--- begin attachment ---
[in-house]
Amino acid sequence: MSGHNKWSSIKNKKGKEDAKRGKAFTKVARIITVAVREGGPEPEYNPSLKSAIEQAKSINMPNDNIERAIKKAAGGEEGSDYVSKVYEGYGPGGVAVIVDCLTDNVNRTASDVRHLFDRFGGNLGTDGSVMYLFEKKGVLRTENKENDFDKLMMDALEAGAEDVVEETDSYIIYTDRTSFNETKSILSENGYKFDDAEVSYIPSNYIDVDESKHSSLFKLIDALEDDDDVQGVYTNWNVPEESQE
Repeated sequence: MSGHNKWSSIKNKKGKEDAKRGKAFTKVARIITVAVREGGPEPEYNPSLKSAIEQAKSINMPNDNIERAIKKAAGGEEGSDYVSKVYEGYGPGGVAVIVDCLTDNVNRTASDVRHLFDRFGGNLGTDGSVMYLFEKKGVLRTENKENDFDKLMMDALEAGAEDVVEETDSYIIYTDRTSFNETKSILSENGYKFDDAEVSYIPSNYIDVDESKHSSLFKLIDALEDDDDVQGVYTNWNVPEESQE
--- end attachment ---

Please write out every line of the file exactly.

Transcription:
[in-house]
Amino acid sequence: MSGHNKWSSIKNKKGKEDAKRGKAFTKVARIITVAVREGGPEPEYNPSLKSAIEQAKSINMPNDNIERAIKKAAGGEEGSDYVSKVYEGYGPGGVAVIVDCLTDNVNRTASDVRHLFDRFGGNLGTDGSVMYLFEKKGVLRTENKENDFDKLMMDALEAGAEDVVEETDSYIIYTDRTSFNETKSILSENGYKFDDAEVSYIPSNYIDVDESKHSSLFKLIDALEDDDDVQGVYTNWNVPEESQE
Repeated sequence: MSGHNKWSSIKNKKGKEDAKRGKAFTKVARIITVAVREGGPEPEYNPSLKSAIEQAKSINMPNDNIERAIKKAAGGEEGSDYVSKVYEGYGPGGVAVIVDCLTDNVNRTASDVRHLFDRFGGNLGTDGSVMYLFEKKGVLRTENKENDFDKLMMDALEAGAEDVVEETDSYIIYTDRTSFNETKSILSENGYKFDDAEVSYIPSNYIDVDESKHSSLFKLIDALEDDDDVQGVYTNWNVPEESQE